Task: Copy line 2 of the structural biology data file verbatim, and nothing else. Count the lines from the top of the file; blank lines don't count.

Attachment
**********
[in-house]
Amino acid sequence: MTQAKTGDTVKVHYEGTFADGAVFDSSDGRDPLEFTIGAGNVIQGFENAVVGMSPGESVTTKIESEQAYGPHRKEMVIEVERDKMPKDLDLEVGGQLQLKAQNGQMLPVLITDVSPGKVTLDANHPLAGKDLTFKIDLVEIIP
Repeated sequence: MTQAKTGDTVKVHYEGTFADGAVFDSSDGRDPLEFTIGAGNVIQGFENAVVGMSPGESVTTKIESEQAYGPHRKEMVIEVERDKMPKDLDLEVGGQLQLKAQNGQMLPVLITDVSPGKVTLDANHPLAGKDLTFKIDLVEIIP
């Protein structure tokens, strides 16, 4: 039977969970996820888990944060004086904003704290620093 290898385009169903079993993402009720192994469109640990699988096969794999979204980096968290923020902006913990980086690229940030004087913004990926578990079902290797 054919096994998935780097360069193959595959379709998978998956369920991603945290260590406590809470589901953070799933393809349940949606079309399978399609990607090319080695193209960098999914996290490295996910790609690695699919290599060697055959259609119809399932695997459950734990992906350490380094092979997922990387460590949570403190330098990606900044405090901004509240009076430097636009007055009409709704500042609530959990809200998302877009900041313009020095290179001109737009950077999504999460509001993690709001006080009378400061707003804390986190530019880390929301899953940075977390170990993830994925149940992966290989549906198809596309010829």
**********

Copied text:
Amino acid sequence: MTQAKTGDTVKVHYEGTFADGAVFDSSDGRDPLEFTIGAGNVIQGFENAVVGMSPGESVTTKIESEQAYGPHRKEMVIEVERDKMPKDLDLEVGGQLQLKAQNGQMLPVLITDVSPGKVTLDANHPLAGKDLTFKIDLVEIIP